Dozens gathered in attendance at Florida Agricultural and Mechanical University’s (FAMU) Hansel E. Tookes Sr. Recreational Center on March 23 to bring awareness to various health issues women face.
“The whole event in regards to women’s health, that is one of the areas that I don’t believe we pay enough attention to,” said Marisa Lewis, an associate professor and undergraduate student association co-advisor at FAMU School of Allied Health. “Women’s health should be one of those top priority topics not only from a legal perspective or a legislative perspective but from the perspective of (a) woman herself.”
The seminar opened with a health promotion fair featuring health screenings, free giveaways, and informational booths from FAMU’s health care management, College of Pharmacy and Pharmaceutical Sciences (COPPS), School of Nursing, School of Allied Health Sciences Physical Therapy, Division of Occupational Therapy, and School of Allied Health Sciences Health Informatics and Information Management.
“We all need to be more aware of our health status as well as our behavioral and lifestyle changes that we need to make in order to promote our best health,” Lewis said. “So, anything dealing with health and promoting good health and increasing knowledge and awareness is always a win-win.”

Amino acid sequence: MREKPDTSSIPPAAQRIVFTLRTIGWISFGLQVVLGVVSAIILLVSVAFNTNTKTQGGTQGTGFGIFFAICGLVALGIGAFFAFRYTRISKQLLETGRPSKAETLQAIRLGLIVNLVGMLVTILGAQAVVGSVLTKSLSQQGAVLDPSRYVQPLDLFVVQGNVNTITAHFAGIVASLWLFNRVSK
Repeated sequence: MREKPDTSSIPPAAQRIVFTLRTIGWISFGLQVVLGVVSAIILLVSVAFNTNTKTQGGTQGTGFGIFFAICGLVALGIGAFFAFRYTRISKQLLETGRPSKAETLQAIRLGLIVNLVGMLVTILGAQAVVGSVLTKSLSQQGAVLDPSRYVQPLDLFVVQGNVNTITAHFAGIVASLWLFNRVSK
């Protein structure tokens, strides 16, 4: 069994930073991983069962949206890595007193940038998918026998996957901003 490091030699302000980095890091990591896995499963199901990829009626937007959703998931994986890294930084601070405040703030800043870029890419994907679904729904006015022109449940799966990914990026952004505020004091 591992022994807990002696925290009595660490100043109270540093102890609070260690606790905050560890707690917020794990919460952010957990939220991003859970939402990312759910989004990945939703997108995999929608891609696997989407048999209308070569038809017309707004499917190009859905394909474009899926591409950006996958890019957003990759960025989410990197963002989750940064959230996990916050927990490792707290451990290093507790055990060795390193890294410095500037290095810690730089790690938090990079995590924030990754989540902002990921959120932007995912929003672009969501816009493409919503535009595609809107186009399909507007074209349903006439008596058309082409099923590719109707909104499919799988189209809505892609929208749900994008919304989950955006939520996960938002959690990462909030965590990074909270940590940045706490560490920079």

The seminar also included a “women’s health awareness session,” which focused on bringing awareness to health issues that affect women in rising numbers.
Speakers from FAMU’s COPPS and various other medical professionals formed a panel to “sound the alarm” on issues such as obesity, diabetes, and high blood pressure and offered “sound solutions” to decrease their effects.
“We cannot make excuses,” said assistant professor and director of FAMU’s Bachelor of Science Pharmaceutical Sciences Program, Tiffany Ardley. “We have to make solutions.”
Throughout the seminar, activities such as an activewear-only fashion showcase and an interactive “fit break” were included to promote positive attitudes towards regular exercise.
“My hope is that this event serves to be a catalyst for each of you to take something that was given by this panel of great professionals, that you take something that may even change your life for the better,” FAMU First Lady Sharon Robinson said as she gave closing remarks.
The committee in charge of planning this event said there will be another like it next year with the same purpose in educating and bringing awareness to women’s health.
Dr. Lon'Tejuana S. Cooper, an associate professor and clinical coordinator at the Division of Health Informatics and Information management, said it is important to have women health at the forefront.
“Being mindful, a lot of times we play many different roles where we’re mothers, we’re teachers, we’re everything to everyone else and we need to bring back to the forefront our health and our ability to build a high-quality level of life,” Cooper said. “In order to do that we need to have this information – knowledge is power.”